John has set up a well-organised and accessible website called The Poison Garden and wrote a book about the experience called Is That Cat Dead? Whilst health protection officers, politicians and police drugs experts may niggle over some of his comments and perspectives (this is normal – every professional has a different viewpoint, in my experience), he does offer interesting insights. For example, he suggests that much of the folklore that has grown up around plants is from stories parents would tell their children, not simply to send them to sleep at night but to remind them to keep away from harmful plants. After reading his book and rummaging around his website, I have to say that both provide a lot of reassurance for educators around the myriad of potentially harmful plants. There’s also good references to stories and historical information around each plant listed and numerous topical blog posts.
The number of fatalities through the ingestion of plant material is so small that it is barely worth mentioning. No children seem to have died for many years which suggests that concerns about children eating poisonous plants is over rated. A discussion about the Swiss study and accidental plant poisoning statistics can be found on The Poison Garden website which includes a breakdown of the numbers of plants which have caused severe poisoning and statistics from the USA which suggest that only 0.1% of calls to Poison Control Centres have been about severe cases of poisoning and 2% for moderate cases. This amounts to five adult deaths per year and it is not clear whether this is mistaken identity or self-administration for a psychoactive effect.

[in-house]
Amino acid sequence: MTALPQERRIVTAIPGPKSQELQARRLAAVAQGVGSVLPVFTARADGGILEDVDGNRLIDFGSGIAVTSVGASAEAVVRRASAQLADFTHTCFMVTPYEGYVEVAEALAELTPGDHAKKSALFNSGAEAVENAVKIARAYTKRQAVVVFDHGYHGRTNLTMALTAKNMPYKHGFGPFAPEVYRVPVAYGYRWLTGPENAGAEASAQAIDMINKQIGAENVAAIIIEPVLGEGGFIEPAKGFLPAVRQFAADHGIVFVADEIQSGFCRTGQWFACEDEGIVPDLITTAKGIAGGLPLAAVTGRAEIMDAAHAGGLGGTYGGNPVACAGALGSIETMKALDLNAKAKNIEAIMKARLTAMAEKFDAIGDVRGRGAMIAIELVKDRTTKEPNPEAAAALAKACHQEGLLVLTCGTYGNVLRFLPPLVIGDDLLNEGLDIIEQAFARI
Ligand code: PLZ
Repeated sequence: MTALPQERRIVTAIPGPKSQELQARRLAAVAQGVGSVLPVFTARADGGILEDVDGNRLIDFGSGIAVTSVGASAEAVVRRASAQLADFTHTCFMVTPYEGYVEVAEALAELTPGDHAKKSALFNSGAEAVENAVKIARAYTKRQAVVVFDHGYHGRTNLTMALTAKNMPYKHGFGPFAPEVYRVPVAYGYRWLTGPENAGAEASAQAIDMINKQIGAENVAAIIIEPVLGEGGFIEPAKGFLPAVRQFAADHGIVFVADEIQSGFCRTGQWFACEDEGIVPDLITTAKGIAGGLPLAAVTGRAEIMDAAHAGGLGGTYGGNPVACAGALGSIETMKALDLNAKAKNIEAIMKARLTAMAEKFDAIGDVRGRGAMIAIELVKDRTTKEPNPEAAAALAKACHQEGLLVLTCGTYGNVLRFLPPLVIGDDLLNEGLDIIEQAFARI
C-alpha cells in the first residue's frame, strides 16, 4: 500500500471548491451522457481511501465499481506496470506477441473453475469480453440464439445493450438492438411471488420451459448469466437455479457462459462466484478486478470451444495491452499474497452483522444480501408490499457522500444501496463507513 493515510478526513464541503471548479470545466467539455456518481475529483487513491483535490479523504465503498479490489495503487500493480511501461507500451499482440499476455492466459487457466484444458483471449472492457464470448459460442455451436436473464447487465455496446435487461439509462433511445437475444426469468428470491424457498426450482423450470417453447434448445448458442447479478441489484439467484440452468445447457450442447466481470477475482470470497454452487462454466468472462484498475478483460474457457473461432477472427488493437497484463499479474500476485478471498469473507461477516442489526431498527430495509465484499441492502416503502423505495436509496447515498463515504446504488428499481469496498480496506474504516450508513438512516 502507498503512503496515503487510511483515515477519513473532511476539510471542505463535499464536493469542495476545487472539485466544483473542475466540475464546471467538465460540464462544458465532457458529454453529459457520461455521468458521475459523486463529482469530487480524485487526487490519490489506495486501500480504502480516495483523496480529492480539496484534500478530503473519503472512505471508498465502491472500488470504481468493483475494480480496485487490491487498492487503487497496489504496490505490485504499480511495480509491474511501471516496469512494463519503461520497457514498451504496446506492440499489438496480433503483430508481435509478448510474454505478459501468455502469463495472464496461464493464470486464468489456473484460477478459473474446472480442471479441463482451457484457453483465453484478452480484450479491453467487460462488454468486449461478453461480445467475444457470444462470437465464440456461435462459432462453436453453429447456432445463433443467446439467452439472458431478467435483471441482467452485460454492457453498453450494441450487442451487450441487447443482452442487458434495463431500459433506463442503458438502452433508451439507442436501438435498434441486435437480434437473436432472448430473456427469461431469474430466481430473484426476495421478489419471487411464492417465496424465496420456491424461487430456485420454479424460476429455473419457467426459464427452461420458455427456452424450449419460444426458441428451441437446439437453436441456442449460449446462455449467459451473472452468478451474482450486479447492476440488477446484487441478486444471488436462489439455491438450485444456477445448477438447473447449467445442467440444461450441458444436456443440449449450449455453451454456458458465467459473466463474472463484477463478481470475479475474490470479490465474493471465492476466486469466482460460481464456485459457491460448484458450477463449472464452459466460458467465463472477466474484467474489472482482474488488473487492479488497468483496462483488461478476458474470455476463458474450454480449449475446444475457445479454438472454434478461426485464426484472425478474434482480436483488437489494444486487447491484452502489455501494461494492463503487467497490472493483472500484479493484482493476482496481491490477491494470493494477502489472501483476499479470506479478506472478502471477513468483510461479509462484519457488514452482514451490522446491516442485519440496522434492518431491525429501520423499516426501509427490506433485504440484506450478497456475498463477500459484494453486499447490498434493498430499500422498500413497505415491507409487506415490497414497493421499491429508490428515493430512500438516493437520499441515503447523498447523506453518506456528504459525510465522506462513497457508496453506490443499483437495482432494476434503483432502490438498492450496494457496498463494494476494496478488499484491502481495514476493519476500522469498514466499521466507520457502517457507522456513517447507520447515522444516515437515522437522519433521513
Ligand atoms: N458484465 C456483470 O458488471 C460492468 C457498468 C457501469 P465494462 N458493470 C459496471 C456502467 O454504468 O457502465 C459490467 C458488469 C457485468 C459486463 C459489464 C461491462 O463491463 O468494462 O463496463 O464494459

What did interest me, is that most cases of accidental poisoning happen when someone goes out to their garden and mistakenly gathers or harvests part of plant which is toxic. John Robertson gives two examples. One is about a couple of incidents (bearing in mind the millions of homes in the world which have daffodils) where people have lifted daffodil bulbs out of the ground, thinking they were onions and cooked and ate them. Given that I have daffodils growing in the same raised bed as Welsh onions, I can understand this confusion. Another example came from a visitor who who said, as a child, she had accidentally eaten laburnum seeds because she was eating raw peas from a garden and thought the laburnum seed pods were just a different sort of pea. Common sense thus says, be careful what plants can be mixed up and keep these plants clearly separated and possibly even labelled.
The whole concept of a poisonous plant needs careful thought too. It’s an ambiguous label which can lead to confusion. So much depends on the tolerance of a person or animal to a toxic chemical, the strength and quantity of the chemical (which can be affected by the time of year or maturity of a plant), the level of harm caused by ingestion or use, the numbers of people affected each year, etc. What is in no doubt, is that the tobacco plant causes the greatest number of deaths through its production and use than any other plant. Interestingly, the Poison Garden at Alnwick does not contain any plants that are currently used as the basis of alcoholic drinks such as hops or grains.